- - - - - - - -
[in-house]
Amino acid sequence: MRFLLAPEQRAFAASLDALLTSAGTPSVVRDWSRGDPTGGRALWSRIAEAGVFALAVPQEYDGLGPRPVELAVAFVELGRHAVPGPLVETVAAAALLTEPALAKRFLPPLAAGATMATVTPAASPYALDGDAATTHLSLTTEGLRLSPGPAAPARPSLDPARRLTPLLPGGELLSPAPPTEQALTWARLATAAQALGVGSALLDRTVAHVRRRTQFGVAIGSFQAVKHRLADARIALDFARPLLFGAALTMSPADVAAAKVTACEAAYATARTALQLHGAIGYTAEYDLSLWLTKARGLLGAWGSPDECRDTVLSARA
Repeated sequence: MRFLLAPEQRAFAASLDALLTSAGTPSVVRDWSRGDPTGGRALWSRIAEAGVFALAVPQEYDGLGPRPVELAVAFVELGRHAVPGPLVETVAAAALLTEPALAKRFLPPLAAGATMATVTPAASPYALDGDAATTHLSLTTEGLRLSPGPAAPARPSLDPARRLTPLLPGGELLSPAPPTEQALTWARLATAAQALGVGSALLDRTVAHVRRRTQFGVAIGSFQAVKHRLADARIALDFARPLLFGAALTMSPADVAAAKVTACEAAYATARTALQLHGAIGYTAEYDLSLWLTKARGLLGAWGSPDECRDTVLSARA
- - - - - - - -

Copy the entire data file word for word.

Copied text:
[in-house]
Amino acid sequence: MRFLLAPEQRAFAASLDALLTSAGTPSVVRDWSRGDPTGGRALWSRIAEAGVFALAVPQEYDGLGPRPVELAVAFVELGRHAVPGPLVETVAAAALLTEPALAKRFLPPLAAGATMATVTPAASPYALDGDAATTHLSLTTEGLRLSPGPAAPARPSLDPARRLTPLLPGGELLSPAPPTEQALTWARLATAAQALGVGSALLDRTVAHVRRRTQFGVAIGSFQAVKHRLADARIALDFARPLLFGAALTMSPADVAAAKVTACEAAYATARTALQLHGAIGYTAEYDLSLWLTKARGLLGAWGSPDECRDTVLSARA
Repeated sequence: MRFLLAPEQRAFAASLDALLTSAGTPSVVRDWSRGDPTGGRALWSRIAEAGVFALAVPQEYDGLGPRPVELAVAFVELGRHAVPGPLVETVAAAALLTEPALAKRFLPPLAAGATMATVTPAASPYALDGDAATTHLSLTTEGLRLSPGPAAPARPSLDPARRLTPLLPGGELLSPAPPTEQALTWARLATAAQALGVGSALLDRTVAHVRRRTQFGVAIGSFQAVKHRLADARIALDFARPLLFGAALTMSPADVAAAKVTACEAAYATARTALQLHGAIGYTAEYDLSLWLTKARGLLGAWGSPDECRDTVLSARA